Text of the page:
Drifting and striding, in Hollywood and elsewhere, with Geoff Nicholson - author of The Lost Art of Walking, and Walking in Ruins withcholson, author of Toff Nidrifting and stomping withcholson, author of The Lost Art of Walking, considers the narrower and wider shores of obsessive pedestrianism.

Monday, January 25, 2016



Like a lot of people, I’ve been playing my David Bowie albums since the great man died, especially Scary Monsters.  And no doubt it’s because I make some claims to be a pedestrian that I’ve been fixating on those words, “She could’ve been a killer if she didn’t walk the way she do.”

It’s a great line but does it mean anything? I’m not sure that it does, and I’m absolutely sure it doesn’t matter whether it means anything or not, but I have been wondering what style of walking prevents you from being killer.  I suspect there are no easy answers.
One of the more interesting pieces written after Bowie’s death was by Steven Kurutz, in the New York Times, titled “David Bowie: Invisible New Yorker.”  Apparently there was a time about ten years ago when Bowie and John Guare would get together once in a while to talk about the possibilities of collaborating on a theatrical project.

It never happened, but Guare is quoted as saying, “We would take walks around the East Village and I was always praying somebody would run into us so I could say, ‘Do you know my friend David Bowie?’”  He was understandably disappointed that never happened either.

The article claims that Bowie could pass unnoticed even among the crowds of New York.  Guare again,  “He traveled with this cloak of invisibility - nobody saw him.”   Well, I’m here to tell you: not always.

About 15 years back I was in the Museum of Modern Art in New York, on a Sunday morning, and there, large as life, and very conspicuous, walking through one of the galleries was Mr. Bowie, accompanied by an entourage of half a dozen young men.  They were looking at paintings and every now and again Bowie would say stop and say something about the art, and the young men would hang on every word.  Before long everybody in the gallery was looking at Bowie and it became impossible to look at any of the art on the walls.  Iman and an all-female entourage were in the adjacent gallery but they were much less compelling.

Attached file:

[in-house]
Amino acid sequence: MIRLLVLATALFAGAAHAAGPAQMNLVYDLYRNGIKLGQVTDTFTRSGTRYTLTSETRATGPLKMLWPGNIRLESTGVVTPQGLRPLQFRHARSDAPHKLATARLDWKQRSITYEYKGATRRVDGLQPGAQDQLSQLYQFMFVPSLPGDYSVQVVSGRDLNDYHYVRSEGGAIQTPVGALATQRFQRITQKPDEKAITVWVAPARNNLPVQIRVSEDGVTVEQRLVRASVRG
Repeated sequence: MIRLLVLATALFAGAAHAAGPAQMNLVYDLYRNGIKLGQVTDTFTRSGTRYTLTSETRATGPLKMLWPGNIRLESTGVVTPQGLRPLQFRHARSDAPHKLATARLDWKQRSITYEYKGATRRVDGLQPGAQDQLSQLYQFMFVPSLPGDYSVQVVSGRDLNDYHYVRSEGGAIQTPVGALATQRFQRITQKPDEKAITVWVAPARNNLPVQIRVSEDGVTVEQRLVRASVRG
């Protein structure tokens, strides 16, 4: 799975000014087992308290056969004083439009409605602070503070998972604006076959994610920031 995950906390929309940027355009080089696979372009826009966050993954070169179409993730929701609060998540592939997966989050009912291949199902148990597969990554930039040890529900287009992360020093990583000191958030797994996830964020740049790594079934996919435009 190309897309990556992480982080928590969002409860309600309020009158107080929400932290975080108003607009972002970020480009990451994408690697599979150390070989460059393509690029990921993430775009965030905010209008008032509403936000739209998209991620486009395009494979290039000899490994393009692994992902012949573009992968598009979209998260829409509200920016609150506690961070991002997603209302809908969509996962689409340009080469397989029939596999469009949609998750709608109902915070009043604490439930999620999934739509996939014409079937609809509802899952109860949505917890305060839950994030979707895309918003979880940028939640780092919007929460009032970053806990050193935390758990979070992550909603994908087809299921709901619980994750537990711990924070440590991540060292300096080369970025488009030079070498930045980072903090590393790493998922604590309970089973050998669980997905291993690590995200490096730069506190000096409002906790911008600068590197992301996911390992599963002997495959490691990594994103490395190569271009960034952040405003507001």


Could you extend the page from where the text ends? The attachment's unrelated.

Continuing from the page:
This was on my mind last Sunday as I walked along West Temple Street in Los Angeles, on the way to see a “sound installation" by William Basinksi, in a storefront gallery called South of Sunset.  There was work by Chris Oliveria, and Steve Roden in there too.

Basinski has said in interviews that he changed from clarinet to saxophone because he wanted to be more like Bowie, and as a member of a band called the Rockettes he supported Bowie on the Serious Moonlight tour.  Of course he’s somewhat influenced by Bowie, because what modern musician isn’t, but I think he’s rather more influenced by the people who influenced Bowie: Eno, Steve Reich, John Cage.

Anyway, one has heard grander – and god knows louder - sound installations than the sound at South of Sunset.  Basinski’s music was more than minimalist, being played quietly on distinctly low-fi reel to reel tape recorder, but somehow the extreme modesty of the event was part of its charm.

West Temple is a bit bleak, a bit rough at the edges, but hardly the meanest of streets, and after the gallery I was wandering, taking the occasional photograph, including this one:

As I took the picture, a tough-looking Hsipanic guy who was out washing his car in the street yelled at me “Hey, why are you taking a picture?”  And I said, calmly, “Because I like the mural.”  And he said, not much less aggressively, “Who are you taking the picture for?”  And I said, “For me.”  This, rather unexpectedly, seemed to satisfy him, though it left me thinking there must be some story there I didn’t know about.  Was the guy simply fed up with hipsters photographing his neighborhood, or did he think perhaps I was a man from the city, come to inspect and maybe order the painting over of his mural?  I have no idea.  But when this was over, a much older, very benign-looking Hispanic guy who’d witness the exchange, he to me in a very friendly way, “Yes, it’s a great mural, isn’t it?”
         And I agreed that it was, though I think maybe I like this one better.  I think it’s the juxtaposition of the Virgin Mary and the Bud Light ad.

 In fact I can't even tell you the title of the installed Basinksi piece.  It wasn't this one, but this one's good too. 


  1. I, too, have enjoyed revisiting Scary Monsters. It was one of my favorites. I never questioned the verse about "could have been a killer if she didn't walk the way she do." I pictured a woman who could be beautiful high heeled "killer sexy." But she refused to do the "runway walk." Instead she lived in "trainers"and sensible shoes which prevented her from being "killer" in some men's eyes.

    1. Oh - you're probably right about that - bit obtuse of me to miss that one.